||This article may require cleanup to meet Wikipedia's quality standards. (November 2008)|
|Full name||Neil Geoffrey Pointon|
|Date of birth||28 November 1964|
|Place of birth||Church Warsop, Mansfield, England|
|1995–1998||Heart of Midlothian||67||(3)|
|* Senior club appearances and goals counted for the domestic league only.
† Appearances (Goals).
Neil Geoffrey "Dissa" Pointon, born 28 November 1964 in Church Warsop, Mansfield, Nottinghamshire, England, is a former professional football (soccer) player. Pointon was a left-back who is perhaps best remembered for playing for Everton, Manchester City and Oldham Athletic.
Pointon began his career at lower-league Scunthorpe United and quickly established himself as a regular first-teamer and a consistent and reliable performer in defence. In the autumn of 1985, after four years at Scunthorpe, Pointon was bought by the reigning English league champions Everton for £75,000, manager Howard Kendall hoping Pointon could provide squad cover for regular left-back Pat Van Den Hauwe. Ultimately Pointon ended up featuring in the majority of Everton's games during the remainder of the 1985/86 season as a result of Van den Hauwe moving to central defence to cover for the injured centre-back Derek Mountfield. Everton finished that season as runners-up to local rivals Liverpool in both the league championship and the FA Cup, though Pointon played no part in the FA Cup final due to Mountfield's return to fitness.
In the following season, Pointon struggled with injury and had to compete with not only Van den Hauwe but also veteran defender Paul Power, signed from Manchester City, for the left-back spot at Goodison. Pointon did however play enough games that year to qualify for a Championship winners medal as Everton won their second title in three years.
Over the next couple of years Pointon was a consistent performer in the Everton defence when called up to the first team, although Kendall's departure to Athletic Bilbao and the break-up of the Championship winning side saw a decline in the club's fortunes. During 1989/90, Pointon became Everton's first choice left-back following the sale of Van den Hauwe to Tottenham Hotspur.
In the summer of 1990, Pointon left Everton to rejoin Howard Kendall at his new club Manchester City, with Kendall receiving Pointon and £300,000 in exchange for Andy Hinchcliffe. Pointon spent two years at City as a first-team regular before moving on to Joe Royle's Oldham Athletic, then a top-flight club. Pointon spent three years at Boundary Park, during which time the club were relegated from the Premiership.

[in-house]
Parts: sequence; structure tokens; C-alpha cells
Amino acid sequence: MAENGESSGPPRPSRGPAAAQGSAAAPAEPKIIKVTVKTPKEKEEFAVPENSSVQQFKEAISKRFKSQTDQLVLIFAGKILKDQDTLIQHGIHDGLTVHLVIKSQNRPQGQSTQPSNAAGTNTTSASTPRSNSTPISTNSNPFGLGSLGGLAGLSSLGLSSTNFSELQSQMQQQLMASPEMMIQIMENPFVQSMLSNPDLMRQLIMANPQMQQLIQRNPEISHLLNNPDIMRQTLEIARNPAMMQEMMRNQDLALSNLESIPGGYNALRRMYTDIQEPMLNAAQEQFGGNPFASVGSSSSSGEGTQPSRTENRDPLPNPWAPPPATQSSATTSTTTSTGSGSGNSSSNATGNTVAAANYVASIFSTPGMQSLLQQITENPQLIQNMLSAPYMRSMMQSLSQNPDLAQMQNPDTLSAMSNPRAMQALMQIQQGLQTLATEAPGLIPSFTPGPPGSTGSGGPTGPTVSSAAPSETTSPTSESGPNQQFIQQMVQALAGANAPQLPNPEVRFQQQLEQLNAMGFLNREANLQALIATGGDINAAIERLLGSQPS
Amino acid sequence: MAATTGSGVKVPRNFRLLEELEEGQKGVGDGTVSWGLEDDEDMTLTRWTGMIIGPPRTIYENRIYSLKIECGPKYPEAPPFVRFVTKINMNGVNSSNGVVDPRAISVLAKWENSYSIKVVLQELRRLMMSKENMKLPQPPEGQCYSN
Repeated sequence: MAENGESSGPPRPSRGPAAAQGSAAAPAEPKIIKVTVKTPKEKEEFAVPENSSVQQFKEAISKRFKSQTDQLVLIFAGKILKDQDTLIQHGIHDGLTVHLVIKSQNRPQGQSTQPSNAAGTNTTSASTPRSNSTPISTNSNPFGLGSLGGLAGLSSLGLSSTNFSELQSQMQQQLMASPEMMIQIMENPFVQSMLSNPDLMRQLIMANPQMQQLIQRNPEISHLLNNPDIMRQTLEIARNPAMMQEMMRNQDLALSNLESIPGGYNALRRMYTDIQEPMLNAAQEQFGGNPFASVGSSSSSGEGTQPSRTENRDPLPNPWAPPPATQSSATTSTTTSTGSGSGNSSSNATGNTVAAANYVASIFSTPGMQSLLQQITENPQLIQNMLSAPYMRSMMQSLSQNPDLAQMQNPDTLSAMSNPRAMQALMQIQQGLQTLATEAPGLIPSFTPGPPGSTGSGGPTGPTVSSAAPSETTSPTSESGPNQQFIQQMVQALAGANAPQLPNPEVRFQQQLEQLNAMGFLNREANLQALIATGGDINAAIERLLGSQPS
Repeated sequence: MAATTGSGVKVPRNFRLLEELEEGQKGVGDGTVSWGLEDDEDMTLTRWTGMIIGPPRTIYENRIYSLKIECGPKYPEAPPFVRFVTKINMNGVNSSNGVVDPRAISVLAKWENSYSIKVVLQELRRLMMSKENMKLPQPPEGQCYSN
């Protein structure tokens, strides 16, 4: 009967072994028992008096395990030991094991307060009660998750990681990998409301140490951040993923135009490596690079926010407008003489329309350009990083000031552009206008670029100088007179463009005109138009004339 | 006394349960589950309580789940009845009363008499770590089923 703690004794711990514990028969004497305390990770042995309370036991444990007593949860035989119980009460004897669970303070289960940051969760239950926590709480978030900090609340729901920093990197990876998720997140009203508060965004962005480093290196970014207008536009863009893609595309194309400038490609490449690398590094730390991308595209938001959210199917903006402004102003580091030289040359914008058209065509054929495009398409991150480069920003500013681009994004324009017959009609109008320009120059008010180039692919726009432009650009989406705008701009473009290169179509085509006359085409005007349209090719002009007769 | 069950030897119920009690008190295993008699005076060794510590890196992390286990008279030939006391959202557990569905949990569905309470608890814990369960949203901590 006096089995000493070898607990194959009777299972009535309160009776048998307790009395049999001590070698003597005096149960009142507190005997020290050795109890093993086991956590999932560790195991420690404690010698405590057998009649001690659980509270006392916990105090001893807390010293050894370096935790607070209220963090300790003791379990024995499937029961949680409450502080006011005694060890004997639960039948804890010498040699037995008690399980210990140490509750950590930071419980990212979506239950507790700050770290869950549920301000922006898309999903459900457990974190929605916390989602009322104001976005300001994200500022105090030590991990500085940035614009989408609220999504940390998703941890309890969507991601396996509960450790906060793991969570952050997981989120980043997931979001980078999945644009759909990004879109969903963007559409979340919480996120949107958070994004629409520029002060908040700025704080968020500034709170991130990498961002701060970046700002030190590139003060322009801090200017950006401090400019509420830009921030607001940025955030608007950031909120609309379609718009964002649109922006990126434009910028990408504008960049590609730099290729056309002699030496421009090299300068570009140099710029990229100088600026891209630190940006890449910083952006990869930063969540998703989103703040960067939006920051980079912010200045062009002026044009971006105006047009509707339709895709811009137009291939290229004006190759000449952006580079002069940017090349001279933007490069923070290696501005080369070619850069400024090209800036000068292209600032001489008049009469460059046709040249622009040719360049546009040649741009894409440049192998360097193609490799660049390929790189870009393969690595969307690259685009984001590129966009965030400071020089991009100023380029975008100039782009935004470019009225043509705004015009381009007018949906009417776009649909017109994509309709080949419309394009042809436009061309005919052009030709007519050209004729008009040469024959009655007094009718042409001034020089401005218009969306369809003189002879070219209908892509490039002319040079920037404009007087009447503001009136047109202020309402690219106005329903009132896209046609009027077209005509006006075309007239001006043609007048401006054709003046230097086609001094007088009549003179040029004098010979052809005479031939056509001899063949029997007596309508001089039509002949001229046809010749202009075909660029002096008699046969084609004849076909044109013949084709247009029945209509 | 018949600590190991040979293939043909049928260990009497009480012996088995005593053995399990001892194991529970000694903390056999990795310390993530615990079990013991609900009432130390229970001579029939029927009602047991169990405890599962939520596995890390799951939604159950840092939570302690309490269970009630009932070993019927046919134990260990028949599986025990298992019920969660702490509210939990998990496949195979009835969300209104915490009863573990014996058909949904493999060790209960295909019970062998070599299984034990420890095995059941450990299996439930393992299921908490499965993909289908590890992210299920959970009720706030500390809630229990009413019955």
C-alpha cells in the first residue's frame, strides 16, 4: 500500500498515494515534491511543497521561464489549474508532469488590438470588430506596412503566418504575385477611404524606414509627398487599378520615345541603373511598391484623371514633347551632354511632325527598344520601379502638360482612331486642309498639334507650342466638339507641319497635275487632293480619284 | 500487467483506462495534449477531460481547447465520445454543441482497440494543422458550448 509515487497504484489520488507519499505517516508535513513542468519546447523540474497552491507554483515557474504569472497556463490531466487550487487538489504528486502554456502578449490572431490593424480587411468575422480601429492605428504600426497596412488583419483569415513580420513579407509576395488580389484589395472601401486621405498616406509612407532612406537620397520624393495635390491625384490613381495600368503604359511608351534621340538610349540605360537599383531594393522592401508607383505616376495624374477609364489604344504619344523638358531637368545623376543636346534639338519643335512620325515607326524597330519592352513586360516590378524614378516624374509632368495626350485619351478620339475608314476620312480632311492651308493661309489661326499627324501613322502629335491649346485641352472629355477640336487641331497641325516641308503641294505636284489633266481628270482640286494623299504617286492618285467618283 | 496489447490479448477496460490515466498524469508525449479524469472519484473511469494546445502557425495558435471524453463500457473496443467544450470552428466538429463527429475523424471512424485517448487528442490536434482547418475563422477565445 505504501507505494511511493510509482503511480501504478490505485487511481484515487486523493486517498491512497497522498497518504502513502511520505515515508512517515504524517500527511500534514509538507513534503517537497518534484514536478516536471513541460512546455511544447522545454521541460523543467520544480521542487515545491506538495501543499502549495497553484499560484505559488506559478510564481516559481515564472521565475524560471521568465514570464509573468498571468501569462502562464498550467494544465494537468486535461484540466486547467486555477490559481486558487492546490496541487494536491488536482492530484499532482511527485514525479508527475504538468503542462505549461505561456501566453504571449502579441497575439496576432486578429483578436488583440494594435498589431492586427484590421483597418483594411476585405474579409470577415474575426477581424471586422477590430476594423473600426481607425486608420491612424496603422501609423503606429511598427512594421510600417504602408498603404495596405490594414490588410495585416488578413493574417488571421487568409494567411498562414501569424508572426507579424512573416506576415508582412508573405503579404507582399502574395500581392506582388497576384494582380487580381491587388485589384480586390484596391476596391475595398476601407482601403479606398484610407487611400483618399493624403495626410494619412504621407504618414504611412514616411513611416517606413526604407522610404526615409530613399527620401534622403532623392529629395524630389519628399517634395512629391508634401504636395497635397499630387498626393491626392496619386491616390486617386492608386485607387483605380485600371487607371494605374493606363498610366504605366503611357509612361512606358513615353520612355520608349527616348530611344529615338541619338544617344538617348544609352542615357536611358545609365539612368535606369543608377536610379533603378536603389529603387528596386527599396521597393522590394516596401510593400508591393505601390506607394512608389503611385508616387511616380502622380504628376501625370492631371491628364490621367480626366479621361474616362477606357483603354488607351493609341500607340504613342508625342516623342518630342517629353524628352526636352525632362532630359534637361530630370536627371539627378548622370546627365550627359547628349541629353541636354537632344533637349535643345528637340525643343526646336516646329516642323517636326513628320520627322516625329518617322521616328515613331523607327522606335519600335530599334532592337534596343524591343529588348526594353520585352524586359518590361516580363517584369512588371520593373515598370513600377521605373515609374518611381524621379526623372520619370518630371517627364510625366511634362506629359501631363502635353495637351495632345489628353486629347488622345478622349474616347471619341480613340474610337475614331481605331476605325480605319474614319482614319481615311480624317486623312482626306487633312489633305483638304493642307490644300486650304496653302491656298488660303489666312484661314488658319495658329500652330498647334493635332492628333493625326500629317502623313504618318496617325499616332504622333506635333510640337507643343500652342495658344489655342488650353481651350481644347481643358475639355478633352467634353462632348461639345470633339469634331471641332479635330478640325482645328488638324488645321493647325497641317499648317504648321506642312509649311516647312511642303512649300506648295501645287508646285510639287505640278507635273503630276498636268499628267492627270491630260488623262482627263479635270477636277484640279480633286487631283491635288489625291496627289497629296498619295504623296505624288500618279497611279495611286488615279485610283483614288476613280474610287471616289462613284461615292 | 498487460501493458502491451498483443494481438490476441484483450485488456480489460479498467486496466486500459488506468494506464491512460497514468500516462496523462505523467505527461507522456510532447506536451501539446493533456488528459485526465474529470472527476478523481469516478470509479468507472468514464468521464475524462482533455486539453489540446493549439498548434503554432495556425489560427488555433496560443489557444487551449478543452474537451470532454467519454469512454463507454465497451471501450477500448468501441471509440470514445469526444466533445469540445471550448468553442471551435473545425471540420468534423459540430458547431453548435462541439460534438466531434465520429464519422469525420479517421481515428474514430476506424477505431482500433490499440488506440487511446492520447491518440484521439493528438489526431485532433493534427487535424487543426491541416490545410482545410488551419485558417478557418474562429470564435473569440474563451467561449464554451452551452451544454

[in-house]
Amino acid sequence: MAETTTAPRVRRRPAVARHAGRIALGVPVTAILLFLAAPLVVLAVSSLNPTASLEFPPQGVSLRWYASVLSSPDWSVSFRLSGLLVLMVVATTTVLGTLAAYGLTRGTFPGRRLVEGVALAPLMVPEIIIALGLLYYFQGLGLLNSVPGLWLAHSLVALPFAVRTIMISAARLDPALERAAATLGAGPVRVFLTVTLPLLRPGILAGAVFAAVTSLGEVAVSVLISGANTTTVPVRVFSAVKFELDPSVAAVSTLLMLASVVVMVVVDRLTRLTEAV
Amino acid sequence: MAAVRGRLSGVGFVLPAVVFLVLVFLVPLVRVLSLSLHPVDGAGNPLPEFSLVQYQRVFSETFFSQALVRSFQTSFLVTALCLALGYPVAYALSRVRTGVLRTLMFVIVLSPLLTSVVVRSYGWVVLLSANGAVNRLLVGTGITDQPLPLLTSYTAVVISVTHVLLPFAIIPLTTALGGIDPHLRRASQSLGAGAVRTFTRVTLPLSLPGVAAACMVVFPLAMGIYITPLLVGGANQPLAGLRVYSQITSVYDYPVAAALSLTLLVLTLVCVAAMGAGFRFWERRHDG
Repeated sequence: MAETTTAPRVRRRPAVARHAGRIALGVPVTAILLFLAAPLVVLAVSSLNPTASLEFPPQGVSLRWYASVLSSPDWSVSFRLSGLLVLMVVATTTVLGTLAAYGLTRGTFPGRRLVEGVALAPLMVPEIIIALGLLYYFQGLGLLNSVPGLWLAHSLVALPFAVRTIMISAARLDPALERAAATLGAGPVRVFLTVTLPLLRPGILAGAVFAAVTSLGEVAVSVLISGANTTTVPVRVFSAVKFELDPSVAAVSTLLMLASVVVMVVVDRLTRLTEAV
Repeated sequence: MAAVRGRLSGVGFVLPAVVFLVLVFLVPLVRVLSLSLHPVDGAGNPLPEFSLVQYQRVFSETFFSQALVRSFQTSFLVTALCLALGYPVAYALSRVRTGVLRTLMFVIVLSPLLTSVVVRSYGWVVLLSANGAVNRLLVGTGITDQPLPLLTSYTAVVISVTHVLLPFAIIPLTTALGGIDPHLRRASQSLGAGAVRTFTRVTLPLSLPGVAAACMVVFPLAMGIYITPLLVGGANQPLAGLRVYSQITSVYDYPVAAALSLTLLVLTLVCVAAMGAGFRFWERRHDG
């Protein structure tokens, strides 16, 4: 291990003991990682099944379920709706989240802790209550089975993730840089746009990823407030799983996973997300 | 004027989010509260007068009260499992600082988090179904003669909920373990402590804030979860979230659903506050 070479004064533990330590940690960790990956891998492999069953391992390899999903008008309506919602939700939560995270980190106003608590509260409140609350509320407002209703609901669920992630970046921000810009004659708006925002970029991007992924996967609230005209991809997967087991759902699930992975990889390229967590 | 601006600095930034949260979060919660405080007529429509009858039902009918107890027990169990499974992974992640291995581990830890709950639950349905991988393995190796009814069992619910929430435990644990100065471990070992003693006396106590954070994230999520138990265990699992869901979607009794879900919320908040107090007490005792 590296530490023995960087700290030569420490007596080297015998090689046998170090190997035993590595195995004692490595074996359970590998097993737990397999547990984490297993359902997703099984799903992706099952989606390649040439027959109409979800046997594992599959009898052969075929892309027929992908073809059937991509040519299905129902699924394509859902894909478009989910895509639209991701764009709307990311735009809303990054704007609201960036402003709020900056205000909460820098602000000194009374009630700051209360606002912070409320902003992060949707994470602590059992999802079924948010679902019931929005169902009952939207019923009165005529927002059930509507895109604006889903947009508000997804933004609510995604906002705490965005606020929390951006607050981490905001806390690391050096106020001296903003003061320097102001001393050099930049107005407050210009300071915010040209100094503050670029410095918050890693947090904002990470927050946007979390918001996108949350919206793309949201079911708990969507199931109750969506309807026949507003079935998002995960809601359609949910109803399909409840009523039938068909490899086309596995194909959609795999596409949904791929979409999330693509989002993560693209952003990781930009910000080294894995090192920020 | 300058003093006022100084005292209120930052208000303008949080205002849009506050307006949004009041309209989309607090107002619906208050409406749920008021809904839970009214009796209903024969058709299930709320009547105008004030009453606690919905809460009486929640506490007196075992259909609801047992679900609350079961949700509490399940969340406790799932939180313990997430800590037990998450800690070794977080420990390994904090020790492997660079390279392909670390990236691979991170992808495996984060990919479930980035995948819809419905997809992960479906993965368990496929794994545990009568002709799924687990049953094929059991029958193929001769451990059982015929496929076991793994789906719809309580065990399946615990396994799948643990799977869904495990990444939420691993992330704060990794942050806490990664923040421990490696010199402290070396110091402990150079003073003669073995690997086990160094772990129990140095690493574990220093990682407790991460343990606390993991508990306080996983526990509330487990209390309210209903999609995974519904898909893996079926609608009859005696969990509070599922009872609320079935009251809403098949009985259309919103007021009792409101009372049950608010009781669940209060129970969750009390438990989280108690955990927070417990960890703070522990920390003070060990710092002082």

On 10 April 1994, Pointon put the Latics ahead in the 106th minute (extra time) of the FA Cup semi final at Wembley Stadium against Manchester United, only for Mark Hughes to equalise one minute before the final whistle and force a replay. The replay at Maine Road saw the Latics lose 4–1. United went on to win both the Premier League title and FA Cup while, while Pointon and his colleagues had the double misery of an FA Cup exit and Premier League relegation in less than a month. During this period Neil made the tabloid papers following a brief liaison with television personality Dani Behr.
Pointon joined Scottish Premier Division outfit Heart of Midlothian in 1995, enjoying a number of seasons up in Scotland before later playing for Walsall, Chesterfield and Hednesford Town. He scored for Hednesford against former club Oldham Athletic in an FA Cup tie at Keys Park, soon before being handed the reins as Manager at Hednesford. He lasted as little as 9 games in his first Managerial post before being sacked after not winning a single game. The club later got relegated, but very few fans of the Staffordshire Club actually put the blame with him.
After a spell as player-manager of Retford United he joined Mossley as a player and helped Mossley to win the Worthington Challenge Trophy at Gigg Lane, Bury with a 2–1 win over Clitheroe in his last ever professional game.
He currently works for the Bolton Wanderers Academy team as a coach.
- "Hednesford 2–4 Oldham". BBC. Retrieved 4 December 2011.